Erik Shinker aka The Past Due Book Review is back with his thoughts on Interesting Times, including a fun "recommended or not" section at the bottom:

"Fraught with peril, politeness, and parody, Interesting Times continues the story of Rincewind; a man who seeks boredom in lieu of his naturally exciting life. Much of Interesting Times alludes back to the first two books of the Discworld series. The stage is set with Fate and Luck, two of Discworld's gods, playing a game (as was first mentioned in The Color (or Colour) of Magic). Fate never loses but Luck is tricky and challenges him, choosing none other than her favorite (or favourite) pawn... Interesting Times is filled with references to feudal Japan and ancient China. The people of the Agatean continent live in a state of forced isolationism; they believe everything outside their continent to be inhabited by ghost-vampires and refusing to believe otherwise because there was no one brave or curious enough to find out if it was true (until Twoflower, that is). The Red Army is also reminiscent of the Terracotta warriors that guard the tomb of the first emperor of China. Interesting Times takes the goofiness of Pratchett's humor and the wit necessary to craft a story that is not only entertaining, but one of the better works of fantasy I have ever read. The jokes are quick and serve the plot, rather than the reverse, and the story sets up the next book of Rincewind's adventures nicely..."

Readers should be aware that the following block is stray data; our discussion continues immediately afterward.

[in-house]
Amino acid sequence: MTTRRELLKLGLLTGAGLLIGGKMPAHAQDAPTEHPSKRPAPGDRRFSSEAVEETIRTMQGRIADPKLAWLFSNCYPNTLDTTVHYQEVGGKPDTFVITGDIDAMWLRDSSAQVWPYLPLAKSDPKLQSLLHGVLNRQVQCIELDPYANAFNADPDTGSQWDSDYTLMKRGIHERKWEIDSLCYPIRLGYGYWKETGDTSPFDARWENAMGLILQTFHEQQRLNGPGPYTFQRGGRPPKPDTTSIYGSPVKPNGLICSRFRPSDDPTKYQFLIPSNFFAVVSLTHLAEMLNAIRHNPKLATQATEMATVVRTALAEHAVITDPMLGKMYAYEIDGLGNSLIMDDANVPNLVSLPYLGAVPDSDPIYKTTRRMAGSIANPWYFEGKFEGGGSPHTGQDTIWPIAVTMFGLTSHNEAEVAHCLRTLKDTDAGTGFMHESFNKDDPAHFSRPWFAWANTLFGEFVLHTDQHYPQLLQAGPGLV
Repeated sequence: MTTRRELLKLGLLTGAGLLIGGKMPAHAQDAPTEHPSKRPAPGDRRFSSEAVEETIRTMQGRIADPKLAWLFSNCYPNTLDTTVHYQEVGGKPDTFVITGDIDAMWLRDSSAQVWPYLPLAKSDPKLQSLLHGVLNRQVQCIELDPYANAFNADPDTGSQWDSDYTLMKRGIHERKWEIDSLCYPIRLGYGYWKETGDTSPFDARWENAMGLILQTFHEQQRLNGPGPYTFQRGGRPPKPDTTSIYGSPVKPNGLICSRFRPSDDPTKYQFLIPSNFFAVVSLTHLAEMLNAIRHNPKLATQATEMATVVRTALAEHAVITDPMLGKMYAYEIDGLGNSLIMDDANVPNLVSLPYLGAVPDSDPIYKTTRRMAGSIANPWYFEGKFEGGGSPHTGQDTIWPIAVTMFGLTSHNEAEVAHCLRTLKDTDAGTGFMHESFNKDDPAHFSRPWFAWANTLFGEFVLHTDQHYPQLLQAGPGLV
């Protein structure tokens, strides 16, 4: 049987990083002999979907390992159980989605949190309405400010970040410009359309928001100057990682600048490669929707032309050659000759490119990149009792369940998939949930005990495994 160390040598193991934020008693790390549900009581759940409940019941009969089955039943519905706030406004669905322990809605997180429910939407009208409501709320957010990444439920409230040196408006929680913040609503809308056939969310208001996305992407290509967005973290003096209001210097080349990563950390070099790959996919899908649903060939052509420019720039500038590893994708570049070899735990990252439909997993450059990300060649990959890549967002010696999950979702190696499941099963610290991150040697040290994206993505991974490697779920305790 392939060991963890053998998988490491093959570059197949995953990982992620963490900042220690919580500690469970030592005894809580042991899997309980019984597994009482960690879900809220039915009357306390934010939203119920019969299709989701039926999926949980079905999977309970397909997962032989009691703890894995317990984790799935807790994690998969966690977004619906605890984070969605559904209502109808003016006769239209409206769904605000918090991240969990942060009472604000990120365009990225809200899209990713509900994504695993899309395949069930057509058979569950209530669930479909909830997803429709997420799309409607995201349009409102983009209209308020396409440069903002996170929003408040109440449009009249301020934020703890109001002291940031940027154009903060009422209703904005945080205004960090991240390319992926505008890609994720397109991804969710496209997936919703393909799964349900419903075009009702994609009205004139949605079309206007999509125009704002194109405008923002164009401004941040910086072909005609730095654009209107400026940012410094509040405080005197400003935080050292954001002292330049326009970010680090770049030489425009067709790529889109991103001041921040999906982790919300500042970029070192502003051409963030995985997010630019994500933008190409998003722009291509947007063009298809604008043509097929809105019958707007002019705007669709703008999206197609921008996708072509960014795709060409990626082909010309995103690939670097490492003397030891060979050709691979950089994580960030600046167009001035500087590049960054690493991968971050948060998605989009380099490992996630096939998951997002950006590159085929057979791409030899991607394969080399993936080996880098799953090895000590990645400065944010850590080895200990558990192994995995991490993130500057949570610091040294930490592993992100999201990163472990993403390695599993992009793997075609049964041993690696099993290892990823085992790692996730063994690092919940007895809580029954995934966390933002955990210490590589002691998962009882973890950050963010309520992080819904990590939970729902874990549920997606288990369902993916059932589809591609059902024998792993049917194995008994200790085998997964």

https://thepastduebookreview.com/2017/04/19/interesting-times-review/